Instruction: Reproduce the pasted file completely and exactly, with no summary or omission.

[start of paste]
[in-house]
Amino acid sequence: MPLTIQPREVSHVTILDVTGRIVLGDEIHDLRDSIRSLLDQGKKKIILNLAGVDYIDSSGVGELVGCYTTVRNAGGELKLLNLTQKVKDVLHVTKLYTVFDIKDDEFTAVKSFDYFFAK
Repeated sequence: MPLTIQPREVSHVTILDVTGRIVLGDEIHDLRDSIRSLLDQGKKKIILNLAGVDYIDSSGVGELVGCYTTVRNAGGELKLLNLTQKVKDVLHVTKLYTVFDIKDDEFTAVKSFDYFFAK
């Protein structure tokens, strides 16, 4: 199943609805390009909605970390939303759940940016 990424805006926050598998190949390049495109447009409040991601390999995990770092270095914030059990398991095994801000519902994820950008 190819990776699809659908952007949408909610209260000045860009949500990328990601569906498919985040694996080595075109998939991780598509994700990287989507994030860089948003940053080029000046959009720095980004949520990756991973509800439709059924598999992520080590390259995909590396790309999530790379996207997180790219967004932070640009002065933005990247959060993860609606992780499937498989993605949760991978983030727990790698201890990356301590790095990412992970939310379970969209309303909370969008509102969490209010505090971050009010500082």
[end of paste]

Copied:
[in-house]
Amino acid sequence: MPLTIQPREVSHVTILDVTGRIVLGDEIHDLRDSIRSLLDQGKKKIILNLAGVDYIDSSGVGELVGCYTTVRNAGGELKLLNLTQKVKDVLHVTKLYTVFDIKDDEFTAVKSFDYFFAK
Repeated sequence: MPLTIQPREVSHVTILDVTGRIVLGDEIHDLRDSIRSLLDQGKKKIILNLAGVDYIDSSGVGELVGCYTTVRNAGGELKLLNLTQKVKDVLHVTKLYTVFDIKDDEFTAVKSFDYFFAK
């Protein structure tokens, strides 16, 4: 199943609805390009909605970390939303759940940016 990424805006926050598998190949390049495109447009409040991601390999995990770092270095914030059990398991095994801000519902994820950008 190819990776699809659908952007949408909610209260000045860009949500990328990601569906498919985040694996080595075109998939991780598509994700990287989507994030860089948003940053080029000046959009720095980004949520990756991973509800439709059924598999992520080590390259995909590396790309999530790379996207997180790219967004932070640009002065933005990247959060993860609606992780499937498989993605949760991978983030727990790698201890990356301590790095990412992970939310379970969209309303909370969008509102969490209010505090971050009010500082």